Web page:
Neobanks create a purely delightful digital journey with easy to use and attractive interfaces. New solutions are built based on a mobile-first experience over a branch-first experience. They use data to create unique solutions and understand the pulse of the customers to create digitally enabled experiences.
It is believed that the incredibly easy account opening and smooth, quick on-boarding are hugely attractive to those who have signed up with neobanks (Niyo in India anchors its advertising on the fact that its account opening takes just 100 seconds).
Deloitte surveyed millennials in over 20 countries and found that 68% say that new financial players understand their needs. They expect banks to oﬀer a slick and sophisticated app, with new oﬀers tailored to their needs. 79% of millennials access their mobile banking app multiple times a week. With Gen Z entering the workforce, there will be new expectations of social media integrations and deeply unique experiences.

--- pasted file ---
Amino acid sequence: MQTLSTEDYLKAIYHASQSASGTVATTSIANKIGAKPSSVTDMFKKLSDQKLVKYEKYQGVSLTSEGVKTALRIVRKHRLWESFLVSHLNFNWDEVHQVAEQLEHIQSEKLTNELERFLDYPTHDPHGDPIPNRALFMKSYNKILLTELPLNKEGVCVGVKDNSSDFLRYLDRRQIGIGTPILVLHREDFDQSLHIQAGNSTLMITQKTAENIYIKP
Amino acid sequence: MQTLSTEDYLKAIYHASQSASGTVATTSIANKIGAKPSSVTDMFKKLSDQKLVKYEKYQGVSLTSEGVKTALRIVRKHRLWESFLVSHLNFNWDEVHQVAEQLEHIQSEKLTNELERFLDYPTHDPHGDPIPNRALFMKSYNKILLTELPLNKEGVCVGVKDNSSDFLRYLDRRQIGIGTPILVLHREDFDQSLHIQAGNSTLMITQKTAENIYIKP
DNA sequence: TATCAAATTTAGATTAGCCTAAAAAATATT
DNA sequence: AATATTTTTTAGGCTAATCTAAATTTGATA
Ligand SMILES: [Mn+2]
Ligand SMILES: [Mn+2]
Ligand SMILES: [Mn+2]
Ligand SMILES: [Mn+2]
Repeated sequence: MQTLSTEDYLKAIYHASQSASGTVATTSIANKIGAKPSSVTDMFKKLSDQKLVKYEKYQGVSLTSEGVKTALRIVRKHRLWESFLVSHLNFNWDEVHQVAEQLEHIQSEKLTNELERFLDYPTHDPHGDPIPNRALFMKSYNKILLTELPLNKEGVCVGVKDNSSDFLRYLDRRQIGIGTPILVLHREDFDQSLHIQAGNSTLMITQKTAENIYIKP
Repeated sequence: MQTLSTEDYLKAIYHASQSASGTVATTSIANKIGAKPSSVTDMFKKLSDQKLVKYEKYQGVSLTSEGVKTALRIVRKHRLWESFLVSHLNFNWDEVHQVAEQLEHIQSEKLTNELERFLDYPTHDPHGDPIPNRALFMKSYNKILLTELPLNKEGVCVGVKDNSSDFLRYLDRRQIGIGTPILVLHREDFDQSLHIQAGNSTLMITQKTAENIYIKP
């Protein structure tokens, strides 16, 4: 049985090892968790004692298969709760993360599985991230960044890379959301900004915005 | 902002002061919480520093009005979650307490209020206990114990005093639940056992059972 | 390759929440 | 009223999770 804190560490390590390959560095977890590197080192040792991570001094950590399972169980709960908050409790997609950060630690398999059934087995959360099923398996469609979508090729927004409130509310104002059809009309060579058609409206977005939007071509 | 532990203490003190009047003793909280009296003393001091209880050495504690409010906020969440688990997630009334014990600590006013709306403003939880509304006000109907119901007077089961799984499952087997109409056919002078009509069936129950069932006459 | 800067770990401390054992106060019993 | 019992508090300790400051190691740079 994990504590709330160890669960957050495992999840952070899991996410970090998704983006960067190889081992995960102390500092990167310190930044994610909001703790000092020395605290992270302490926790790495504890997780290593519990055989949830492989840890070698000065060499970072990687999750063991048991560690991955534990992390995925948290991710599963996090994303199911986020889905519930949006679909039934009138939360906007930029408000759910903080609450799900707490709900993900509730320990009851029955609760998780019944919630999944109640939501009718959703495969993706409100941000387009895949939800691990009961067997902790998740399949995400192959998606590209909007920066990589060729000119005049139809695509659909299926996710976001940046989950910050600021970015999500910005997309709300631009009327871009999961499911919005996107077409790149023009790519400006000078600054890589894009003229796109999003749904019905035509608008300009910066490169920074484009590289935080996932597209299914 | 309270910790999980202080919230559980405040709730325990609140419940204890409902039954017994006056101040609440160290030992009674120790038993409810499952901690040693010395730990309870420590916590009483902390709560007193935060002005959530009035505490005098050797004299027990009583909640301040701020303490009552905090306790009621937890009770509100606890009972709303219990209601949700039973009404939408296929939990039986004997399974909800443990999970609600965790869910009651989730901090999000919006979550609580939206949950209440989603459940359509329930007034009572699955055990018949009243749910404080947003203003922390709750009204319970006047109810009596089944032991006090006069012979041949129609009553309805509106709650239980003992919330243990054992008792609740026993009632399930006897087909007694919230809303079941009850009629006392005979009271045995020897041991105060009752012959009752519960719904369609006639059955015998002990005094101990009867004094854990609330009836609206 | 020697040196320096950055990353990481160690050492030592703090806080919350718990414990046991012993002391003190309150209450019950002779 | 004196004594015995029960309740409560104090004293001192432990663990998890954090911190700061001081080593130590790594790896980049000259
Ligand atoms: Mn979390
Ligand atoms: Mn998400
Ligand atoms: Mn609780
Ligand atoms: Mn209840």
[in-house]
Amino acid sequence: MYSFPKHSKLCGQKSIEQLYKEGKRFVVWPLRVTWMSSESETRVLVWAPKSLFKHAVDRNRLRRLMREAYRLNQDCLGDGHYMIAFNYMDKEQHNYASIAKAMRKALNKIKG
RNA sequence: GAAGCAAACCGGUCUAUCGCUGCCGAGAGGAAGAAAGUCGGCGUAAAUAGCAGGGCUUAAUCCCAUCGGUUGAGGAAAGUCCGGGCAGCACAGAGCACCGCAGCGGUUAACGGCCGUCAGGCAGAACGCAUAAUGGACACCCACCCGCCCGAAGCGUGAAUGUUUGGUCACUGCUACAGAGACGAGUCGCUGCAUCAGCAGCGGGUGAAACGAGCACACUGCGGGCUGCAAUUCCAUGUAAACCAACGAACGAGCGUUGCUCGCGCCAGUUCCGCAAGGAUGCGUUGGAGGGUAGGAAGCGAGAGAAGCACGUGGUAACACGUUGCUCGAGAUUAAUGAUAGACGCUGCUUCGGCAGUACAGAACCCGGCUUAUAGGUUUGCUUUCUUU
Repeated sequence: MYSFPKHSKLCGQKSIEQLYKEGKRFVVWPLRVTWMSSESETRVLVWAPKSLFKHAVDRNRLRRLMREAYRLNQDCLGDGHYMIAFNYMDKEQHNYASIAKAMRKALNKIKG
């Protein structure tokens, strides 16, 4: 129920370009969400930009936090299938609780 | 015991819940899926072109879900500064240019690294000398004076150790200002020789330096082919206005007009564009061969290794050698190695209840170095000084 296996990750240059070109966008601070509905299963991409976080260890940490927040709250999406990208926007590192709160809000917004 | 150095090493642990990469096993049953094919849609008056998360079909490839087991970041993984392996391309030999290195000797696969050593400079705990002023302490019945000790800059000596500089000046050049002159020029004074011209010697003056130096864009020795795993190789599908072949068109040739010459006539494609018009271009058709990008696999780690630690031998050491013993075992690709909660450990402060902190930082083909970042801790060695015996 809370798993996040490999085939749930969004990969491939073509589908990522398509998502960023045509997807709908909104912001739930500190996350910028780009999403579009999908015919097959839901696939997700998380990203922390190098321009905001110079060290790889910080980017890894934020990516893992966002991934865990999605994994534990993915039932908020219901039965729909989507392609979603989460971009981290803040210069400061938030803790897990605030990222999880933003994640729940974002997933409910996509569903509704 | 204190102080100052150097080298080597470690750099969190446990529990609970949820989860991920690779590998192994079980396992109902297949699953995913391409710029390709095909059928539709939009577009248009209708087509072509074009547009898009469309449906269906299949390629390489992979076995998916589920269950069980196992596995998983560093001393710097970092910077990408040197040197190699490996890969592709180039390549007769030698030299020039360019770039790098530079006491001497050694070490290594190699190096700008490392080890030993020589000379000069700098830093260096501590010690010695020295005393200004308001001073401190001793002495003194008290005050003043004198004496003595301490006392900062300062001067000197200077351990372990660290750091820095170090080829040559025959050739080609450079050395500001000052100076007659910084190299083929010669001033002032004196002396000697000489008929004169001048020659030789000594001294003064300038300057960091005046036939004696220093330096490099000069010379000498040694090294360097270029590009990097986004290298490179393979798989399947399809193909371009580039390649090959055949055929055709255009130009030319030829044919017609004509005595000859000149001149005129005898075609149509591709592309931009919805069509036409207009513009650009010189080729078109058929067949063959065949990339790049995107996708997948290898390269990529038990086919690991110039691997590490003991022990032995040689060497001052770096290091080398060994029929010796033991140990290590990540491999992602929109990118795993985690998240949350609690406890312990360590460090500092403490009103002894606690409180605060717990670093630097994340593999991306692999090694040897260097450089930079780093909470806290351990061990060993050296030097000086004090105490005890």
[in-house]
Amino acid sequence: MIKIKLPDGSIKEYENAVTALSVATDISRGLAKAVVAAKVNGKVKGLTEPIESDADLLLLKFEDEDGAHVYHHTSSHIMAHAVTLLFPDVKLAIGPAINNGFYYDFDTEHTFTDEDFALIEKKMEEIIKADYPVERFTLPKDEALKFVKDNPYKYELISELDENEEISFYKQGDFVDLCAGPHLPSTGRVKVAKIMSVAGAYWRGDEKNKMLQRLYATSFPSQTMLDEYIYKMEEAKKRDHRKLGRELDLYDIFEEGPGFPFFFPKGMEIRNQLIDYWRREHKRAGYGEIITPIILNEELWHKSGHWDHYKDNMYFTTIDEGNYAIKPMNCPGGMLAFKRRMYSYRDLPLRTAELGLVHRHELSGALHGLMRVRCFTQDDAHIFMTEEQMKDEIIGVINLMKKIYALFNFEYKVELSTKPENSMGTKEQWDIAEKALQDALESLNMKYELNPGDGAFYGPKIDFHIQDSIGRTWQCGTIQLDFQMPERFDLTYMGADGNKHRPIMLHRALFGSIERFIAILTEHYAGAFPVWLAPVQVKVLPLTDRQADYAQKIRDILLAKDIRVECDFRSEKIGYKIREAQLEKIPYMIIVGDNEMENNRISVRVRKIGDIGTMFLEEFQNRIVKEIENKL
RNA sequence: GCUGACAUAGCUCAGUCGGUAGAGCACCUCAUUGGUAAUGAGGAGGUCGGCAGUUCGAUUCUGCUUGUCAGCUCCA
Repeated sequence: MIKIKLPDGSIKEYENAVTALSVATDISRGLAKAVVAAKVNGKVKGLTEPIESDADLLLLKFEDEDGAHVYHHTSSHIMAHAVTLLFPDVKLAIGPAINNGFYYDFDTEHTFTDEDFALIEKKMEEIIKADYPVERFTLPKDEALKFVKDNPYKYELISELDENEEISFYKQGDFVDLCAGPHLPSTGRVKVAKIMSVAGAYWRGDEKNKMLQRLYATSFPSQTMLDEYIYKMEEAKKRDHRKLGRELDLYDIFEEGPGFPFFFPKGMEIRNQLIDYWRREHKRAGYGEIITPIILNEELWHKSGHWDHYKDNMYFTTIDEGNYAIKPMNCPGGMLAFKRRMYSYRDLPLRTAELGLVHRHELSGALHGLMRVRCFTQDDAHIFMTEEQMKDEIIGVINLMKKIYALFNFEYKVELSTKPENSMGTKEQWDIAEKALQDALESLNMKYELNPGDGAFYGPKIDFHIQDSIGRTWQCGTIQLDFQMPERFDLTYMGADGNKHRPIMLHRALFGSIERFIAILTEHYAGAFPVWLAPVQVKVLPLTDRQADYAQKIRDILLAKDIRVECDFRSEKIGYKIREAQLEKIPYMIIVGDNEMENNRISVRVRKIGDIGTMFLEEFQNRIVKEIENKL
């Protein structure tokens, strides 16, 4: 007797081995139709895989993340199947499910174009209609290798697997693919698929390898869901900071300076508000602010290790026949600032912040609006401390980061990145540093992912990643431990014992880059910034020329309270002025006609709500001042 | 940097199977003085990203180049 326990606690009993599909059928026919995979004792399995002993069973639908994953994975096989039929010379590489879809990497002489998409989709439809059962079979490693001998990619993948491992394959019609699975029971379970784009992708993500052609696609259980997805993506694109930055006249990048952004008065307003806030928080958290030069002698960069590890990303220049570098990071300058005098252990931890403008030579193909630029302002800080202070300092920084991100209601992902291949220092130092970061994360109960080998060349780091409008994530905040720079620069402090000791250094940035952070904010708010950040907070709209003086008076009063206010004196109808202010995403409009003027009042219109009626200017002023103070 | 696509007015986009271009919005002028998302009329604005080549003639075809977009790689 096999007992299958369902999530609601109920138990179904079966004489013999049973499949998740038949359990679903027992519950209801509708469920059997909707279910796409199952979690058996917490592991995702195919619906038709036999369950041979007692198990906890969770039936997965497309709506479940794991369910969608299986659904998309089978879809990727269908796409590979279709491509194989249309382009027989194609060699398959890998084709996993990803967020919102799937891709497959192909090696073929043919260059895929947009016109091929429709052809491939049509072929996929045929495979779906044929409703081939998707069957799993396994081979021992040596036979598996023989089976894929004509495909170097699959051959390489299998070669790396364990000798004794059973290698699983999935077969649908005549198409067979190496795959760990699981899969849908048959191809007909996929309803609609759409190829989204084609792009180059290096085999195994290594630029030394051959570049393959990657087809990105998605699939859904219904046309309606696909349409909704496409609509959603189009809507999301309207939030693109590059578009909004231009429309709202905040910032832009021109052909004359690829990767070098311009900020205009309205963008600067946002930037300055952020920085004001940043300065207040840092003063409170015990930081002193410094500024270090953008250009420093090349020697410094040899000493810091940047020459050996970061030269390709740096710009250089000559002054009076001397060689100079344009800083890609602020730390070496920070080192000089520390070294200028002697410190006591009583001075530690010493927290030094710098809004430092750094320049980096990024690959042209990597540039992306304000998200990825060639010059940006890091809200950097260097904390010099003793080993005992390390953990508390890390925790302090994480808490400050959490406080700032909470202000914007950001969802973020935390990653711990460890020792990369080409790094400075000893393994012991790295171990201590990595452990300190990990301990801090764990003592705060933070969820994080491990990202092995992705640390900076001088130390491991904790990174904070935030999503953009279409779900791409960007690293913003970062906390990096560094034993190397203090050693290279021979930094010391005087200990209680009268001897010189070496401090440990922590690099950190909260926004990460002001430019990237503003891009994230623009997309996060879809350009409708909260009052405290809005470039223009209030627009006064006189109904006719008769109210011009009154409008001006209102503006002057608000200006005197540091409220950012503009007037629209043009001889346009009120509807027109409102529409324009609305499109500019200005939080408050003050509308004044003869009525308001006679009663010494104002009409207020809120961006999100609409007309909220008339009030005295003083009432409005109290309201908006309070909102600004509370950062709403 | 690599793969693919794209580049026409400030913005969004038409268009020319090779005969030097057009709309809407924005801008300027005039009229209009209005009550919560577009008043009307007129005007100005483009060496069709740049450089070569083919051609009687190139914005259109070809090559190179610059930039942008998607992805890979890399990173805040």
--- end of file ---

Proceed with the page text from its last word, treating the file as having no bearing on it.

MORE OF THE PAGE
Consumers want fully connected services from neobanks, which means creating products and services that cross over the traditional industry lines.
– Hyper-personalization options such as bundling services like real estate with home loans, peer to peer payments, personal finance planning, and even lifestyle related features are being integrated into the digital experience.
– For small and medium enterprises as well, neobanks are oﬀering integrated services of banking as well as financial management including accounting, invoicing and taxation.
Neobanks have seen widespread adoption and growth as they are agile and easy to set up, and customers find it simple to engage with them.